Community Walks fosters student involvement in local community
The Office of the Dean of Undergraduate Students and the Pace Center have cosponsored Community Walks, a new initiative designed to foster student involvement in the local community by introducing students, alumni and their families to various organizations in the town of Princeton through student-led walking tours.
The concept originated in the spring of 2012 after four students formed a Pace Center working group to research projects sponsored by the civic engagement centers at peer universities, according to Shirley Gao ’13, one of the four members of the group and a member of the Community Walks Executive Board.
“I had noticed this gap in Princeton University programming; I noticed that we didn’t really have anything to push people beyond Nassau Street and explore the local town,” Gao explained.
The team of students and administrative advisers developing the initiative hopes to familiarize students with the town and encourage them to participate in the local community on the basis of the awareness gained from the walk, according to Associate Dean Maria Flores-Mills, the ODUS member affiliated with the project.
“I think it’s very much in concert with the University’s unofficial service motto,” Flores-Mills added. “I’m oftentimes just astounded by the number of things that are a stone’s throw from campus that students don’t know about or have never heard of or experienced.”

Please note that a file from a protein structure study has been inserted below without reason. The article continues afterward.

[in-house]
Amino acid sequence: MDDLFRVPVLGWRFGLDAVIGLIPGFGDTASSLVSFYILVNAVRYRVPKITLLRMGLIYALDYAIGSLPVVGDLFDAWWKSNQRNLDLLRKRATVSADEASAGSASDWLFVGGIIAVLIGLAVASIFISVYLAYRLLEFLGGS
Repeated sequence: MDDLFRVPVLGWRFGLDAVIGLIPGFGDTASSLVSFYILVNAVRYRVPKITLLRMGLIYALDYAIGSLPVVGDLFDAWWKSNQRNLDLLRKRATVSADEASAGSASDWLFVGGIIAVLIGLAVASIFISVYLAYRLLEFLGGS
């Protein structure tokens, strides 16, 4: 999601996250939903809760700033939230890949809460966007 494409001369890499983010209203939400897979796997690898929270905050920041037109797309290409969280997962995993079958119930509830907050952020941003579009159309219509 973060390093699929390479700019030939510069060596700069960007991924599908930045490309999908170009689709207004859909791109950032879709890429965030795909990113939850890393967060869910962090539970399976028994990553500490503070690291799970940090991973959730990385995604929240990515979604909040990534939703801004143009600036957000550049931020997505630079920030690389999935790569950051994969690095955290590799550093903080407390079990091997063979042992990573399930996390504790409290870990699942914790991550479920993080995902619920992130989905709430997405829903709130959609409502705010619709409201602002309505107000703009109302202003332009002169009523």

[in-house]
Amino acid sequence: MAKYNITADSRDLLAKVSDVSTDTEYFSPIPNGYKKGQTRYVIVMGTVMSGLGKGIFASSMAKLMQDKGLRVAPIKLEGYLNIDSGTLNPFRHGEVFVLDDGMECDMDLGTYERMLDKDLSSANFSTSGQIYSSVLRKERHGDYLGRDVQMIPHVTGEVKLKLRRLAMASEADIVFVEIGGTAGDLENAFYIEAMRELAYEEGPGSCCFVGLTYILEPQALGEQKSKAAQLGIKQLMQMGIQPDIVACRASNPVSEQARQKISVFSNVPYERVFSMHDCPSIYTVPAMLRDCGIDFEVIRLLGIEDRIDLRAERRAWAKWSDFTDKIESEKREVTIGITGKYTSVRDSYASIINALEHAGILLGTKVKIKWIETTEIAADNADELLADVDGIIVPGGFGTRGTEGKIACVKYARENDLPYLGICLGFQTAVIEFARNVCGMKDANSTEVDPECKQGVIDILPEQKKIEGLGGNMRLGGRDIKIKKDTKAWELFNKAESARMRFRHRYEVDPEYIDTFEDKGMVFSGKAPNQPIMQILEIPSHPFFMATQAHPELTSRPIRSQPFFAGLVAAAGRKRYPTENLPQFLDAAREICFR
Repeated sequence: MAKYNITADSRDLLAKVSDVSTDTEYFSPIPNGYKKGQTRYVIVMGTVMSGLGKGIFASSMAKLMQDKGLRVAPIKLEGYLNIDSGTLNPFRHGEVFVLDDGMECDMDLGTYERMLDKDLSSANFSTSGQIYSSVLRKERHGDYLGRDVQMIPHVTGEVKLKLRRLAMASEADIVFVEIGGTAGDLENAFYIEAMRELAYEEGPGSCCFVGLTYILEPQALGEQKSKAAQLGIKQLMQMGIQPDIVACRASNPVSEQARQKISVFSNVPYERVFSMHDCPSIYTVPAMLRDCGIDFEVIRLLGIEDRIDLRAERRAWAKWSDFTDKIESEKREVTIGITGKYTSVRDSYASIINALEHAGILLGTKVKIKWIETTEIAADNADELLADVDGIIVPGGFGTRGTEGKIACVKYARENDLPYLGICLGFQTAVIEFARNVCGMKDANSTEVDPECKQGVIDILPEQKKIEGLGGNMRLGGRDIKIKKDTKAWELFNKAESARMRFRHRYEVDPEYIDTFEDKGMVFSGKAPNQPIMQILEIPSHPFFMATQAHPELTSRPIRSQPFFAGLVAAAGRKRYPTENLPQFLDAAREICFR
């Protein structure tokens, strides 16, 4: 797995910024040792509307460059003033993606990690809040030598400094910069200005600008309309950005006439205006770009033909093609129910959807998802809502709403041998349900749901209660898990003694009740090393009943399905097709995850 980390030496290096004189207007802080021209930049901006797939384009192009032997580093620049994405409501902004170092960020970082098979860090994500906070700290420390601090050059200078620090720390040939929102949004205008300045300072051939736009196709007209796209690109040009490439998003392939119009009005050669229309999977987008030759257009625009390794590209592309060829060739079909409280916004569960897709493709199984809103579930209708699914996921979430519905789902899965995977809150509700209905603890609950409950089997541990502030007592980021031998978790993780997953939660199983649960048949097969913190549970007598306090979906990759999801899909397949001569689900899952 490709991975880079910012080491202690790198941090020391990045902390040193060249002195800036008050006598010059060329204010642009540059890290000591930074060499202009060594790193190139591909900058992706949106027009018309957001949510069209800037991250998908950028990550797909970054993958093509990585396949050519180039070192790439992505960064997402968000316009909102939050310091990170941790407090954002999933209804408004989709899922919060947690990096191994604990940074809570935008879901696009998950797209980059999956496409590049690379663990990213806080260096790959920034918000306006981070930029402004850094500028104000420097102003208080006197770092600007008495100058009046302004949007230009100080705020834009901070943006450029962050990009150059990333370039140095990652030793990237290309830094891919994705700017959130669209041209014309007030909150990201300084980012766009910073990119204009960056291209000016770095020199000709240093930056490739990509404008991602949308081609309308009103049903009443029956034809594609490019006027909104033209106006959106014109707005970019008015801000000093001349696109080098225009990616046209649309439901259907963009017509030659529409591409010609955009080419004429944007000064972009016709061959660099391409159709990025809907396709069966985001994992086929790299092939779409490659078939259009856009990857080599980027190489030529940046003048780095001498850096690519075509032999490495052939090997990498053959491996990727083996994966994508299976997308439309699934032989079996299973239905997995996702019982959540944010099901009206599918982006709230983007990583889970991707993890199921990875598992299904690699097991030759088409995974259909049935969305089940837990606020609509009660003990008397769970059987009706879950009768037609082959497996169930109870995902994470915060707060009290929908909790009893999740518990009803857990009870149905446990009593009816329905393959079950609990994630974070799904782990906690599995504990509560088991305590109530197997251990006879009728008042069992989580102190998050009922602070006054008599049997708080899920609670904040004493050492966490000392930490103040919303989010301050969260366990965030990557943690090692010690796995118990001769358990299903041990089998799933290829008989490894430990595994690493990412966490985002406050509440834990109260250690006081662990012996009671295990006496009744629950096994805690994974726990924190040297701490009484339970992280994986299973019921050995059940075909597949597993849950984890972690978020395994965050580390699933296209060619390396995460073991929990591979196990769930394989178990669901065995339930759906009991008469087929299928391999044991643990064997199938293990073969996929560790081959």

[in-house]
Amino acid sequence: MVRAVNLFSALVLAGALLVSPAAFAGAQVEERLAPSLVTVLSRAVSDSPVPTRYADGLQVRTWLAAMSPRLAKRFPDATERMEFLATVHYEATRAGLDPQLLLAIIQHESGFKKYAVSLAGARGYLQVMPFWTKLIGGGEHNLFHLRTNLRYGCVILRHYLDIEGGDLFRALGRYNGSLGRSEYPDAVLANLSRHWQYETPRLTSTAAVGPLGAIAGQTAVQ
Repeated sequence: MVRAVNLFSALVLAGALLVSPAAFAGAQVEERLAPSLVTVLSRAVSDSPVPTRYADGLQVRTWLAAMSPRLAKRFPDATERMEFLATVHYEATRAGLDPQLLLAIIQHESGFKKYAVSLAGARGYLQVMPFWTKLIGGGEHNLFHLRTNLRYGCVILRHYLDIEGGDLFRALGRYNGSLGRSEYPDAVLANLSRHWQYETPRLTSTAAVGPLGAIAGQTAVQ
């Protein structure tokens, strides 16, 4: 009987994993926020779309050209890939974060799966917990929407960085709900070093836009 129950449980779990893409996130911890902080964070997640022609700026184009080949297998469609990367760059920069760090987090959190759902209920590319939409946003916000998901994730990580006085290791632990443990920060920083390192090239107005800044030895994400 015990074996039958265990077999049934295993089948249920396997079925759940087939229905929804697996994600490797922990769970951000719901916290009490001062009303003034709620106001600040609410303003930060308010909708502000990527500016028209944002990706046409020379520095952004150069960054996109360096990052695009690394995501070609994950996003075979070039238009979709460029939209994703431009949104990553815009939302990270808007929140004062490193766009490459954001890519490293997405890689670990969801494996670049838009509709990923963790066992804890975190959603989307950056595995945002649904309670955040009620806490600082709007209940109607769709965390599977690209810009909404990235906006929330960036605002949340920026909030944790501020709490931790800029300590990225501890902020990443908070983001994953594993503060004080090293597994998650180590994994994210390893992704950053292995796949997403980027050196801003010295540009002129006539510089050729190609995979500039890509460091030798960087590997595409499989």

Tour guides will lead students through the town while identifying sites in four broad categories: historic landmarks; nonprofit organizations focused on civic engagement, such as teen health resource center HiTops; cultural or community institutions, such as the Paul Robeson Center for the Arts; and practical stops including the post office, Gao said.
The Community Walks Executive Board plans to use unpaid student volunteers as tour guides and has created a comprehensive directory of possible stops along each walk modeled after the system used by Orange Key, according to Gao. “Each tour guide will pick and choose two or three stops within each of those categories to make their own tour,” Gao explained.
The group hopes to pilot their routes during Princeton Preview by offering tours for both parents and prospective students; however, their signature event would be a large-scale Community Walk for freshmen during orientation week. The executive board plans to continue to offer tours throughout the regular academic year and during Reunions weekend, according to Gao.
“I would feel secure if we could get between 30 to 40 guides trained by the end of this year, so they’re ready to go by orientation,” Gao noted. “Each tour guide would take a group of about 10 or 15 freshmen out on their walk, and each walk is supposed to take 45 minutes to one hour.”
Although the pilot segment of the program will focus on undergraduates, the organization also hopes to eventually engage graduate students and faculty as well, according to the Pace Center’s Student Program Coordinator Keira Wilson.
“This could be that first entry point for a lot of people to highlight those different access points, for either students or even faculty and staff to make service opportunities a bit more visible,” Wilson explained. “We’re not always just functioning on campus as Princeton University or Princeton students; we are also a part of Princeton, the town.”
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